Many challenges remain for PSE. The PSE index and trading volume are still down by 21 percent and 9.6 percent, respectively, from the previous year. Foreign selling for the first half of this year increased almost five-fold to P68.3 billion from P14.3 billion for the same period last year. But as they say, for every cloud there is a silver lining. The first IPO for the year continues to trade at 196 percent above its IPO price. The second stock, which listed by way of introduction, continues to trade at more than 100 percent above its listing price. In spite of the pandemic, the PSE is processing the application for the biggest IPO ever in the history of the Philippine stock market. I believe in the resiliency of our market and I am confident that the market will recover to its previous level and it will do so earlier than the actual recovery of the Philippine economy. It’s common wisdom that the stock exchange serves as the barometer of a country’s economic health.
The pandemic did not spare my personal businesses. The profitability of one went down substantially; another business, which was quite profitable pre-COVID-19, is now just barely breaking even; and my travel business which was also quite profitable pre-COVID-19 has totally lost its business, leaving me with no choice but to lay off many employees who have been with the company for many years. To ensure the survival and eventual return to growth of these companies when the economy recovers, I brainstorm with my managers regularly to think of how we can transform and adapt our business models to the new normal.
Definitely, this pandemic has had both positive and negative effects on me. I have started to drive myself to work again after so many years and must now struggle again with traffic. I leave my driver at home to do chores instead because I just don’t feel safe being exposed to him in an enclosed vehicle. Before the pandemic, I used to have lunches, cocktails or dinners with business colleagues and stakeholders. Now, I usually have a quick lunch by myself in my office as I’m scared to eat out even if restaurants have supposedly put precautions in place. There’s no question that person-to-person interaction is more productive and effective than e-mail or even Zoom meetings. I used to enjoy smoking cigars occasionally to de-stress but decided to totally abstain from it to keep my immunity strong. But the biggest negative of the pandemic on me is the pause on my travels, at the very least for the rest of the year. My twice a year visits to my two granddaughters have been curtailed and my time with them has been reduced to FaceTime.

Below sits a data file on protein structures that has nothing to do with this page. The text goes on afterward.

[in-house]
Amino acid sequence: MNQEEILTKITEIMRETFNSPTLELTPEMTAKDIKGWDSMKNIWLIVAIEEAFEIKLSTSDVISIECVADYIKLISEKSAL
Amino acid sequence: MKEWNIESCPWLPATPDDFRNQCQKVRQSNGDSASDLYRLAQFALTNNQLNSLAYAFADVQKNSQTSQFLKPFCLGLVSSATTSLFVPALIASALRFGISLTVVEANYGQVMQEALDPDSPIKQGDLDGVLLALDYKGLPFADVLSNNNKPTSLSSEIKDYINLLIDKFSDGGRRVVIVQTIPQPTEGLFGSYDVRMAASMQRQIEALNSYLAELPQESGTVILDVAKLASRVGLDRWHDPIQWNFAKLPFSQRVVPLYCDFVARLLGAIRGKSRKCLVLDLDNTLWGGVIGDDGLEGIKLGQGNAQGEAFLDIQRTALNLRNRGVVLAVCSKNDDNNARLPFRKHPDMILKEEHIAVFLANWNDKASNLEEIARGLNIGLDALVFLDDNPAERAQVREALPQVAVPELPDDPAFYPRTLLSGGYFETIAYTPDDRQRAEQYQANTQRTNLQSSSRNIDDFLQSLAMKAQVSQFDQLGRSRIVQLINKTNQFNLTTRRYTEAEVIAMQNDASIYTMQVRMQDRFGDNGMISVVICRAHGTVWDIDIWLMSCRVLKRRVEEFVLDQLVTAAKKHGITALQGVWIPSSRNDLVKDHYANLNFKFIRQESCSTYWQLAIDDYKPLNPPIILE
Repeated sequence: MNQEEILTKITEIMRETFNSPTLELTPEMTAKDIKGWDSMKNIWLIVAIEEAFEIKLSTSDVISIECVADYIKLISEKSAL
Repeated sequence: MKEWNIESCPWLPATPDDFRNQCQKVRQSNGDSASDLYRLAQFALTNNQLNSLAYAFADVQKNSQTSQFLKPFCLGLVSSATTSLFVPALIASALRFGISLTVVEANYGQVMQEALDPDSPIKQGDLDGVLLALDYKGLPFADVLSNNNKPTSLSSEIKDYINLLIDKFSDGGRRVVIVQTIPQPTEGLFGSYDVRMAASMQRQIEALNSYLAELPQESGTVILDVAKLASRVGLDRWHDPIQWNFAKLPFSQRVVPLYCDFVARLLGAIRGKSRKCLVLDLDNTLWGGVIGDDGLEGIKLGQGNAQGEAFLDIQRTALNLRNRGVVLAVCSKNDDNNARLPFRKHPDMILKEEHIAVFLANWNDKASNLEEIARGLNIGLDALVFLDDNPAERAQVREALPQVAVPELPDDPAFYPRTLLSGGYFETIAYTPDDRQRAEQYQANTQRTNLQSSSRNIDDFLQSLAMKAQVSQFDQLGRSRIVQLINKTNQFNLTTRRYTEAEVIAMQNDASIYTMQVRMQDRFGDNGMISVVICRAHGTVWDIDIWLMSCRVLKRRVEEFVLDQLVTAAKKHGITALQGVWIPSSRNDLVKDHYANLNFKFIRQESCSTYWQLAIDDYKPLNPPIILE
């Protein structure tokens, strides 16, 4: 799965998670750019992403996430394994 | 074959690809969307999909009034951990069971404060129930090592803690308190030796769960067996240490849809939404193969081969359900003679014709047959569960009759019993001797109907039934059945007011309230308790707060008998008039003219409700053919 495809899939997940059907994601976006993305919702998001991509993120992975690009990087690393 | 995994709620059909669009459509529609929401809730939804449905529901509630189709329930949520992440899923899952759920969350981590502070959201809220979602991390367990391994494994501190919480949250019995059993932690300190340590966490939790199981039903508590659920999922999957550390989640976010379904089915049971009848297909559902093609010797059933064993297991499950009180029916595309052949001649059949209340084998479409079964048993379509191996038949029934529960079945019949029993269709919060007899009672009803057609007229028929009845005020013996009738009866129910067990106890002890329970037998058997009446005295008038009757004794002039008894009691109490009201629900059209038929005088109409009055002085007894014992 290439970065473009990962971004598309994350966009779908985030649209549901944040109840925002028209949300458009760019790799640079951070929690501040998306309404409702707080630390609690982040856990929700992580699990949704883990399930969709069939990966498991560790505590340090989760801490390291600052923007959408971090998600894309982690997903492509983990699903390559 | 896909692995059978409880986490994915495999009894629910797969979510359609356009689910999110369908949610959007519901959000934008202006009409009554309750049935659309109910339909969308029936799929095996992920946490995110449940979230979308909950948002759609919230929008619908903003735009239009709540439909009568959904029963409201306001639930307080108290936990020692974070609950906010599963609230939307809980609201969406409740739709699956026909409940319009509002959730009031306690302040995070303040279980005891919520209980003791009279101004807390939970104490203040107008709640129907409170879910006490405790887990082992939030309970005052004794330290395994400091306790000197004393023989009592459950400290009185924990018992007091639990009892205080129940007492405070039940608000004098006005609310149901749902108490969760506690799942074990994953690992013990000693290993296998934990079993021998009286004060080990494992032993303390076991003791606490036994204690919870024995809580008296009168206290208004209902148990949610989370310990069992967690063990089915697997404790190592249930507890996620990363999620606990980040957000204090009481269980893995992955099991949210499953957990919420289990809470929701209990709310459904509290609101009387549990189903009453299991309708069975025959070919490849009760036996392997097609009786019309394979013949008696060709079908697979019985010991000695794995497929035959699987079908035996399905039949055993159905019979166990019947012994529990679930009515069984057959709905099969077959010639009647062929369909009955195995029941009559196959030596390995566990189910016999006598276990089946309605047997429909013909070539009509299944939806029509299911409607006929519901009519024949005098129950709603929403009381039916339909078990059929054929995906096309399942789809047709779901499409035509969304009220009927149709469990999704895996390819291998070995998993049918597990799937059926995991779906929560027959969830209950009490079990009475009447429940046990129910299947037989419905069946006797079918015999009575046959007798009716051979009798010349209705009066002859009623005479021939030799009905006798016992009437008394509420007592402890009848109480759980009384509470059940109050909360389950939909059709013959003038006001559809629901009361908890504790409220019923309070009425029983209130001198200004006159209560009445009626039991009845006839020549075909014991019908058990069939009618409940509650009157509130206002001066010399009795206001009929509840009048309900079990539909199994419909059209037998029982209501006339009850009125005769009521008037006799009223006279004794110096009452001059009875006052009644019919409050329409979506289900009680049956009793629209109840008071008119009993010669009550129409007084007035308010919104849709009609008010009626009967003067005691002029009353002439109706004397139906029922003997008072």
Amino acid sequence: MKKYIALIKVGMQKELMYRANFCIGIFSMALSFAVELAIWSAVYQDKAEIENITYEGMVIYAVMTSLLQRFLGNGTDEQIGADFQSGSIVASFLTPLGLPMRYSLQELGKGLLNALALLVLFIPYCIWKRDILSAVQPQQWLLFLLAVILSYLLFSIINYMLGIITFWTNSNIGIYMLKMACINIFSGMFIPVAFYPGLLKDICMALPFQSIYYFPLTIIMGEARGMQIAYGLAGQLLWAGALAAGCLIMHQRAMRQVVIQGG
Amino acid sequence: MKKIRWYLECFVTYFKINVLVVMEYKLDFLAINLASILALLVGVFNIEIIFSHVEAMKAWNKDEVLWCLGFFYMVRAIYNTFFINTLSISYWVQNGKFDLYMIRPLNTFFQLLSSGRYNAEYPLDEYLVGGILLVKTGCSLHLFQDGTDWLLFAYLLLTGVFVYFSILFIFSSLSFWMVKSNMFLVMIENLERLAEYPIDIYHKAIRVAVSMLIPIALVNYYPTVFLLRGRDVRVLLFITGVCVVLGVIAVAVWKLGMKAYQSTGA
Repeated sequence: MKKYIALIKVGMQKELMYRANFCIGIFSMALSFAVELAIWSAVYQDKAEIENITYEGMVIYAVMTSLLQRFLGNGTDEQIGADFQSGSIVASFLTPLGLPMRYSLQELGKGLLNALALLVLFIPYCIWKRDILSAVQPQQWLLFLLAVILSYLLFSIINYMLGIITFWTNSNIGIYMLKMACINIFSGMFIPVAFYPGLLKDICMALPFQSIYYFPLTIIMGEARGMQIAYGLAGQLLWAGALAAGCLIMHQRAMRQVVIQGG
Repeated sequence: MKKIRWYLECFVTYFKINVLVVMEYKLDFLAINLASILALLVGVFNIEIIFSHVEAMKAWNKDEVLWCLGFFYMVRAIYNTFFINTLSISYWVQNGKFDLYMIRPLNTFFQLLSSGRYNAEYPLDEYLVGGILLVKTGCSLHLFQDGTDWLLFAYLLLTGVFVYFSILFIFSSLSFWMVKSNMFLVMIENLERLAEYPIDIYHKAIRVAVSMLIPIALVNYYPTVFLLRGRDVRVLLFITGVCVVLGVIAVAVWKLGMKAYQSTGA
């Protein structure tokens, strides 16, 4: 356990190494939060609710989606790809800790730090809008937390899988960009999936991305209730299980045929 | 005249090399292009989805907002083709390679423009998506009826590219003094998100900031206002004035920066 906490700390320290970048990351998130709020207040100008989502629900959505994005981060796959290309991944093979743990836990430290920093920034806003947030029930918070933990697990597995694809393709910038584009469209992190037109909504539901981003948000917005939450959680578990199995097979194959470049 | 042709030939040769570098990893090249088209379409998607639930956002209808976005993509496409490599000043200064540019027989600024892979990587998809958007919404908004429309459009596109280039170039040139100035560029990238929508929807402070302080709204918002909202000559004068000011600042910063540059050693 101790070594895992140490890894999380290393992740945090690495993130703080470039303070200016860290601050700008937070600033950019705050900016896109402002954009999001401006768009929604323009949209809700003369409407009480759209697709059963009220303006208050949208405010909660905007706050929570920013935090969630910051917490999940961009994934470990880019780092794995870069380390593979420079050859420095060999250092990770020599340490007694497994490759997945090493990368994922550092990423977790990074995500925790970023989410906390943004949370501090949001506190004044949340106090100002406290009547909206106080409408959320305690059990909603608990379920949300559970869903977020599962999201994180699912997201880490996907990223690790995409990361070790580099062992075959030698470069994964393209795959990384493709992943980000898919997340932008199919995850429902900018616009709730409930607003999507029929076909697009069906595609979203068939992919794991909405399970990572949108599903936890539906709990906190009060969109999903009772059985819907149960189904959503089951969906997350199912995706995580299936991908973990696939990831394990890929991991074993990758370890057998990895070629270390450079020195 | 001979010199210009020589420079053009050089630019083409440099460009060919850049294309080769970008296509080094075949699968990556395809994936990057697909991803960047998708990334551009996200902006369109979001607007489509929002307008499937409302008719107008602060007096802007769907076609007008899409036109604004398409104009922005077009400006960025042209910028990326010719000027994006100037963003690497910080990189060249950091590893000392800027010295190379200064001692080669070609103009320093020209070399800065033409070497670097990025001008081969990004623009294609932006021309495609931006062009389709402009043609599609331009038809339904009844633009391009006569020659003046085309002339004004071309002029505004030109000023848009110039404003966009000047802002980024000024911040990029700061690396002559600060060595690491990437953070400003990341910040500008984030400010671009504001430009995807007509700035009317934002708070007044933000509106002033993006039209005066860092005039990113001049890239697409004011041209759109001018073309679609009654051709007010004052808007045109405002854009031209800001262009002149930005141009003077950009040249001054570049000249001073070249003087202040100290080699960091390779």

But in spite of all the business challenges and superficial hardships I mentioned above, I consider myself to be very blessed and fortunate. The break in my busy schedule has enabled me to bond and spend a lot of quality time with my family. I’ve been able to find time to improve my cooking skills and catch up on my reading. But most important of all, I’m very thankful that the Lord has chosen to protect me and all my family from this ferocious disease and keep all of us in good health. After all, health is wealth. Let me end this article by quoting what the founder of Alibaba, Jack Ma, recently said: “For people in business, 2020 is really just a year for staying alive. Don’t even talk about your dreams or plans. Just make sure you stay alive, then you made a profit already.”
Edited by Rica Delfinado